DOT forms vs. Non-DOT forms
We’ve been getting a lot of questions recently about using DOT Alcohol Test Forms for non-DOT testing, and using Non-DOT Alcohol Test Forms for DOT testing. Here is what you need to know.
While the DOT Alcohol Test Forms look very similar to the Non-DOT Alcohol Test Forms, there are a few key differences in the wording in Step 2 and Step 3 that are very significant.
The certification in Step 2 of the DOT form reads “I certify that I am about to submit to alcohol testing required by U.S. Department of Transportation regulations…” Step 2 of the Non-DOT form omits this phrase.
Step 3 of the DOT form reads “I certify that I have conducted alcohol testing on the above named individual in accordance with the procedures established in the U.S. Department of Transportation regulation, 49 CFR Part 40, …” Step 3 of the Non-DOT form omits this phrase.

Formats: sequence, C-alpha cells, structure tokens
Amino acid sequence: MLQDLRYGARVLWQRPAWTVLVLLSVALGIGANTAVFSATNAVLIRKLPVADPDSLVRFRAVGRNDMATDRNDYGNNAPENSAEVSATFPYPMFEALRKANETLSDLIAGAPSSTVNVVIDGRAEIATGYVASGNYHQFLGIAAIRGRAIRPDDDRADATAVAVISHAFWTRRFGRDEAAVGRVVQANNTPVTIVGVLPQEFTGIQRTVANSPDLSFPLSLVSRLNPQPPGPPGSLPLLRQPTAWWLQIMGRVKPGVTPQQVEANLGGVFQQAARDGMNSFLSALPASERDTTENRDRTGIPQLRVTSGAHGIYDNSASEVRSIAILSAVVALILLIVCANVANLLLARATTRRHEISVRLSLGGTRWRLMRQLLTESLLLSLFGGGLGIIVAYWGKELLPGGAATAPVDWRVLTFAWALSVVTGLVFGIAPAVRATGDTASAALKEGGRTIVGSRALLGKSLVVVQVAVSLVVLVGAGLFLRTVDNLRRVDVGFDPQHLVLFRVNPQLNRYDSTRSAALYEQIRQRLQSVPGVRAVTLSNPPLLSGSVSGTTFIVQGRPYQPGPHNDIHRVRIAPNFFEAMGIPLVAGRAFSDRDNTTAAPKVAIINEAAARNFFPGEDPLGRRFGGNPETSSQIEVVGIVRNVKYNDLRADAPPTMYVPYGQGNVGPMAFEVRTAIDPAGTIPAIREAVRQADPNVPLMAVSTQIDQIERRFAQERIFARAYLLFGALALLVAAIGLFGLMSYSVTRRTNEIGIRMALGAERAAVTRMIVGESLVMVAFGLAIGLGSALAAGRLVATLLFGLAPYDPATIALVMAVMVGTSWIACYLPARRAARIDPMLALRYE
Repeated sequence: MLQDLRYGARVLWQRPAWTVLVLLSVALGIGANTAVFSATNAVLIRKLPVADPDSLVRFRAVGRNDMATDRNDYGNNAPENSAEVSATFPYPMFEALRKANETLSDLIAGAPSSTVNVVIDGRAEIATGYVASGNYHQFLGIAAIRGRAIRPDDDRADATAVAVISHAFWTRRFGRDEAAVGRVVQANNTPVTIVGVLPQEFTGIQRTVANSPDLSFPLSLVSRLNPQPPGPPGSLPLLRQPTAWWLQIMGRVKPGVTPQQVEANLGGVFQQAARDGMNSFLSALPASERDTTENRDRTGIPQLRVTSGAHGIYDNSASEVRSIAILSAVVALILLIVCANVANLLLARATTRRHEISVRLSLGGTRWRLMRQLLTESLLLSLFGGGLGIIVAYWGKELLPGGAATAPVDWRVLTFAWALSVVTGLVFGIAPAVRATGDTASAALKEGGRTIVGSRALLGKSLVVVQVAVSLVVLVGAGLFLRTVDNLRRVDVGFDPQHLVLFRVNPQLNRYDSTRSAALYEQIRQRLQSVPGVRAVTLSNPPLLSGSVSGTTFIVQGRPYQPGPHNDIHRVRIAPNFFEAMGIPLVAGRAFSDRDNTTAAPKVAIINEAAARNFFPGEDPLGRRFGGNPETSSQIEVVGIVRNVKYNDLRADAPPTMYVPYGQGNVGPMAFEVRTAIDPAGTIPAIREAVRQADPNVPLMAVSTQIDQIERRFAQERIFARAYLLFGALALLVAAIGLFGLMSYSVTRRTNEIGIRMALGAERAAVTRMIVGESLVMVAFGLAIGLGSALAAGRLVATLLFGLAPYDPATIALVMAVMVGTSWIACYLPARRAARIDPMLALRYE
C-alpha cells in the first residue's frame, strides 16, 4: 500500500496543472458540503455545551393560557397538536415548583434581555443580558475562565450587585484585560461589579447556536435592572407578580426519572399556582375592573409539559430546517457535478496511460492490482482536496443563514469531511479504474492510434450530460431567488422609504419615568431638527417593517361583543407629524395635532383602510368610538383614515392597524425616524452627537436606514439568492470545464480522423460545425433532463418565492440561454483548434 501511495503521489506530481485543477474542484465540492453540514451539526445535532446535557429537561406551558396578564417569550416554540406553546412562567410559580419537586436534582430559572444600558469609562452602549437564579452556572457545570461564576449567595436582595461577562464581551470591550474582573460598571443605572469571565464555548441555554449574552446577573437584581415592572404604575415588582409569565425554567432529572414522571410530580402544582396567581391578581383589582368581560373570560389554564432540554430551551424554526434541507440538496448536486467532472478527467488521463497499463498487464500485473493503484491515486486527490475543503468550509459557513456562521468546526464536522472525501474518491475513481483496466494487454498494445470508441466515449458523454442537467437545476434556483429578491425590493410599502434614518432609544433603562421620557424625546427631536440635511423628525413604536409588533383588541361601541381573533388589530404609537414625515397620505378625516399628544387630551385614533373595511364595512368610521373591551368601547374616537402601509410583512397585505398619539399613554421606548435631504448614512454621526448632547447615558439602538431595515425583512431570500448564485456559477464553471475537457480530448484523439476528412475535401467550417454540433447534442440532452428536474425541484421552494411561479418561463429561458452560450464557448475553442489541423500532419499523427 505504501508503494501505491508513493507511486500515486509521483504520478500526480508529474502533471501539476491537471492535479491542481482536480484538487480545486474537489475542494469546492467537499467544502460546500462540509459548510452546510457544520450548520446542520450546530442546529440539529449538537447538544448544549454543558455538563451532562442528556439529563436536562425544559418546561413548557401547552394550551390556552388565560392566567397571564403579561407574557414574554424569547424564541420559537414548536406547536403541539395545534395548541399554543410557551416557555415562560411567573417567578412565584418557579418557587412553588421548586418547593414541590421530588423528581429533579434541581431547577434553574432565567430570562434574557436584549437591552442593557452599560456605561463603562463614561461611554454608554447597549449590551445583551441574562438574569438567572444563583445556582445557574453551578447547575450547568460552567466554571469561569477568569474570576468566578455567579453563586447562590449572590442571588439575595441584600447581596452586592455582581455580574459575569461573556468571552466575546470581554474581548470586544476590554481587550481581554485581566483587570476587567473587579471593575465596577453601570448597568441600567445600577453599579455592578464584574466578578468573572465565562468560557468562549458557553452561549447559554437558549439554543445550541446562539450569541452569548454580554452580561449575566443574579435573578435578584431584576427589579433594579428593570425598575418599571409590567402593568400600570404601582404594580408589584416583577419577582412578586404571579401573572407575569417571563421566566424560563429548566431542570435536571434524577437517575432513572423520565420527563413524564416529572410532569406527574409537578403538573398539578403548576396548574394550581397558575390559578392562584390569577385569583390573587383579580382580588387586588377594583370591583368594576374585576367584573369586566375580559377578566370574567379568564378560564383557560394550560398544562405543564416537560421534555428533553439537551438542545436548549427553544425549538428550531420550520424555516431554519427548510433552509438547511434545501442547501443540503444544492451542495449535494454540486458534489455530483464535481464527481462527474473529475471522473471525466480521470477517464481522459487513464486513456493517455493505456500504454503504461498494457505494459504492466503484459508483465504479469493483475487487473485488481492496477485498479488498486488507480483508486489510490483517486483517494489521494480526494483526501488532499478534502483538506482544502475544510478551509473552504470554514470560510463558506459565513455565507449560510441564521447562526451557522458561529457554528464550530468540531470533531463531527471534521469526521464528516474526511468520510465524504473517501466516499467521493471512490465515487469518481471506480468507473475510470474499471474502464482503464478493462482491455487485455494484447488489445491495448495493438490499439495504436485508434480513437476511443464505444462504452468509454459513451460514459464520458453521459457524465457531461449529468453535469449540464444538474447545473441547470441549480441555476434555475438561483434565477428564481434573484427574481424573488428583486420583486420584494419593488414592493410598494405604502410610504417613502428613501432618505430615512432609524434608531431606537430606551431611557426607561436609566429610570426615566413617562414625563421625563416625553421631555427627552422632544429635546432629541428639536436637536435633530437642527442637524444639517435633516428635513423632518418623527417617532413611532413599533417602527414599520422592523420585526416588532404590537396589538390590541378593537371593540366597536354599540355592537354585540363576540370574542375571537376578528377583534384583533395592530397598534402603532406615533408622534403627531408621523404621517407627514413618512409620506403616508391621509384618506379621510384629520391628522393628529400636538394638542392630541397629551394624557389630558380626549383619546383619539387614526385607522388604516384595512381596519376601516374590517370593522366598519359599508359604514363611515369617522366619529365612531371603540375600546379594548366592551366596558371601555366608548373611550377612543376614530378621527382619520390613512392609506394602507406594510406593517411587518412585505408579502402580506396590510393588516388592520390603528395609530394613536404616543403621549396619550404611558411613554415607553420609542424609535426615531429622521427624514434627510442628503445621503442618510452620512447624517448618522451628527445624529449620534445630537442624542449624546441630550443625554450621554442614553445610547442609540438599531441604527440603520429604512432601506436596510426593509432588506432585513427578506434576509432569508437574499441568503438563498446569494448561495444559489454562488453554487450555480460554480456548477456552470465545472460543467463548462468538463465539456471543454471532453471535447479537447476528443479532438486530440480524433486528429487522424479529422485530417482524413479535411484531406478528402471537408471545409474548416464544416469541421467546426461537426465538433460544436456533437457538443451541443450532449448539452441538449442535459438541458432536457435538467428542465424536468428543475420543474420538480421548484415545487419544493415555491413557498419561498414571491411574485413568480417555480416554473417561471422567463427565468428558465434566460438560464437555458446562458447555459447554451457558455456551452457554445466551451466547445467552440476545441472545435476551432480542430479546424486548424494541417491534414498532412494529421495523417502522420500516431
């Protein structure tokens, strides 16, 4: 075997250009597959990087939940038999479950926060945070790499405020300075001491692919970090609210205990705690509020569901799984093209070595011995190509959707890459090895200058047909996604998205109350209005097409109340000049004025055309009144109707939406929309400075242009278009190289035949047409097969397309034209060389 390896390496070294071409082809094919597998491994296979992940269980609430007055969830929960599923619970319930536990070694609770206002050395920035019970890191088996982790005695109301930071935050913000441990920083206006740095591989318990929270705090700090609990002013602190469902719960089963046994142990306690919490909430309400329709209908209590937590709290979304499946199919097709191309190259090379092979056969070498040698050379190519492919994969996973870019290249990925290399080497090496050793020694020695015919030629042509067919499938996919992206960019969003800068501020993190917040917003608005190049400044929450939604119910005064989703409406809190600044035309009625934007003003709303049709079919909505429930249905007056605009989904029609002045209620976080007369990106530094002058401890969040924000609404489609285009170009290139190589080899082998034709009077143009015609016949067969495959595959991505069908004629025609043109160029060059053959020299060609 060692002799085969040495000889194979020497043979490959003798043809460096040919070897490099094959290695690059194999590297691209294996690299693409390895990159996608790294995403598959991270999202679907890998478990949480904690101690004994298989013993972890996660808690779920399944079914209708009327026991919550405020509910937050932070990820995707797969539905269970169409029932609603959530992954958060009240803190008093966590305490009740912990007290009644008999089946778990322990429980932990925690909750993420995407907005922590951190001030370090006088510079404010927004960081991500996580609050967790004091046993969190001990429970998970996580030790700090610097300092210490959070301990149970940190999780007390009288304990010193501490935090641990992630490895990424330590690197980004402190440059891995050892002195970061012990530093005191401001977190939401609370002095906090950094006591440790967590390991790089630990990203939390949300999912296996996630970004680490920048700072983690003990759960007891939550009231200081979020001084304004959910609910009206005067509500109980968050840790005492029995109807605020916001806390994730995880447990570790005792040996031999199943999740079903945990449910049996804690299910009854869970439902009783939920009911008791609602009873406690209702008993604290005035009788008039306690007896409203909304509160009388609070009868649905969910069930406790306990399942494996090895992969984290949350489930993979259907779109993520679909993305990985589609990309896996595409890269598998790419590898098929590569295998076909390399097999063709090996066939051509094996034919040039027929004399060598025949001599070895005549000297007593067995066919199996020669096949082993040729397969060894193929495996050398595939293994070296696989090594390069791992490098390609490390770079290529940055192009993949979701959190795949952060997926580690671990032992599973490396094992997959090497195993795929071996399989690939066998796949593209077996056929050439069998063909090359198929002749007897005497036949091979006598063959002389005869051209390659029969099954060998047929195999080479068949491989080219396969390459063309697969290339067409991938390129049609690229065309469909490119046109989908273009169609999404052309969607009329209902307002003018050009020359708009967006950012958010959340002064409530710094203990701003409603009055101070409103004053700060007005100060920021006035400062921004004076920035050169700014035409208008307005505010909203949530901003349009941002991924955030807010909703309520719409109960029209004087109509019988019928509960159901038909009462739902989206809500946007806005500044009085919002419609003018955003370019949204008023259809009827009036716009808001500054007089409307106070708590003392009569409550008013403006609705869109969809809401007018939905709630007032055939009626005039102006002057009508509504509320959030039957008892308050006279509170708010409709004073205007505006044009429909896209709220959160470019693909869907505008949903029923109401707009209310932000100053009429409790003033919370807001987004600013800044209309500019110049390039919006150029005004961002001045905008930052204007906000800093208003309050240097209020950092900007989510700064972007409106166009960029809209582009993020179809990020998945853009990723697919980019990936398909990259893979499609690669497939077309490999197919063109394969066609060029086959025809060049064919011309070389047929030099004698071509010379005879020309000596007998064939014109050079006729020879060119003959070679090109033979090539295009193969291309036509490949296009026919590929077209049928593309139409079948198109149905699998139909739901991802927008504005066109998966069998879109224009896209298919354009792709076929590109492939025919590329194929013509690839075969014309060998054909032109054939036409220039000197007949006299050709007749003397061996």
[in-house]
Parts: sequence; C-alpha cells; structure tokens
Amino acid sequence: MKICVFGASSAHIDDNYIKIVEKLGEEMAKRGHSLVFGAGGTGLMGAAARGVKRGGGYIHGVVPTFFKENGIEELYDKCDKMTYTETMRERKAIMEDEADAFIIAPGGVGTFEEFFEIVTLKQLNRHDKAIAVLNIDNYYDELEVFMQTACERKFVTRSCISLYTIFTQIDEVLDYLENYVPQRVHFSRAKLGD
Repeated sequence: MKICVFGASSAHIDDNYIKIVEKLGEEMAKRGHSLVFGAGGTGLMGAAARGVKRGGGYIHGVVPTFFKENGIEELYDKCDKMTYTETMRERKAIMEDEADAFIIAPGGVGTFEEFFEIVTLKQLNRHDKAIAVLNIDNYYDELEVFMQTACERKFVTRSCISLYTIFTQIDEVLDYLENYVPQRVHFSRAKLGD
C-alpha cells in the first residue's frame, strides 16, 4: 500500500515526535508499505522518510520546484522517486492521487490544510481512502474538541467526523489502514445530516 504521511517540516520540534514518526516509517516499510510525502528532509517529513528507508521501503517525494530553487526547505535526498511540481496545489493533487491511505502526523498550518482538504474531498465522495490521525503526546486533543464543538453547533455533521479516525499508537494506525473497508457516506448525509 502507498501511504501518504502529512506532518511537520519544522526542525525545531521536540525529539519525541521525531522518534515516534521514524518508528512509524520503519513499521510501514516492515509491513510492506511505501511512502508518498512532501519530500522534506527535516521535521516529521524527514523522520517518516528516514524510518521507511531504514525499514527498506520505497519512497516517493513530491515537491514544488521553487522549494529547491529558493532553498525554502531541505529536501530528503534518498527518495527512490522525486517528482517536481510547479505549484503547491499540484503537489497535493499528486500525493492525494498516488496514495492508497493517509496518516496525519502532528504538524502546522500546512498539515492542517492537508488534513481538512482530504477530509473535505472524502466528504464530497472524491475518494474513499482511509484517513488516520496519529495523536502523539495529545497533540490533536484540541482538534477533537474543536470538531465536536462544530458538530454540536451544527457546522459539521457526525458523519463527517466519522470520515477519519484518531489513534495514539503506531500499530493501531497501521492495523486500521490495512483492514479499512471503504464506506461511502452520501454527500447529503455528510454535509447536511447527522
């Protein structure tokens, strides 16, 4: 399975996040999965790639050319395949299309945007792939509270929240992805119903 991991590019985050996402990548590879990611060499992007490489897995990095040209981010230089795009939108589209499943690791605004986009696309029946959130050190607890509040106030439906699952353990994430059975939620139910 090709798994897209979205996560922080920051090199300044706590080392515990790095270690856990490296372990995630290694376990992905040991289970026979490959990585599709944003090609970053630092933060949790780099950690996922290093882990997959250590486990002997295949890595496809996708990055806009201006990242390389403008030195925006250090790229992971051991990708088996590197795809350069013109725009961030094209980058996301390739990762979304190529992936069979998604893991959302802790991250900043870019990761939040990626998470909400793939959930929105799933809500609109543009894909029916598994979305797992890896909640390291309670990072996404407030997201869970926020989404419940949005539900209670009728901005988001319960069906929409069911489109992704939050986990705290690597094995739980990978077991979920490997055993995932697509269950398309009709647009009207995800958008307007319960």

Q. Do I really need to get DOT Alcohol Test Forms and Non-DOT Alcohol Test Forms?
A. Yes. If you do DOT alcohol testing and also do testing conducted under a company’s own policy, then you need DOT and Non-DOT forms.
Q. Can I use a DOT form to record a non-DOT test?
A. No. It would be wrong to ask an employee who is taking a test under their company’s policy to sign Step 2 of the DOT form stating that the test is required by DOT regulations. A company creates potential problems in defending their test results if they use DOT forms to record alcohol tests conducted under their own company’s policy.
Q. Can I use a Non-DOT form to record a DOT test?
A. No. The DOT regulations explicitly prohibit this. If a form other than a DOT Alcohol Test Form is used to record a DOT alcohol test, the BAT must supply an affidavit stating that the form used has all the required information, and explain the steps they will take to prevent the use of an incorrect form in the future.
The use of a Non-DOT form to record a DOT test does not invalidate the test; however, continued disregard for conducting alcohol testing according to DOT regulations could cause sanctions to be levied against the company and/or service agent.
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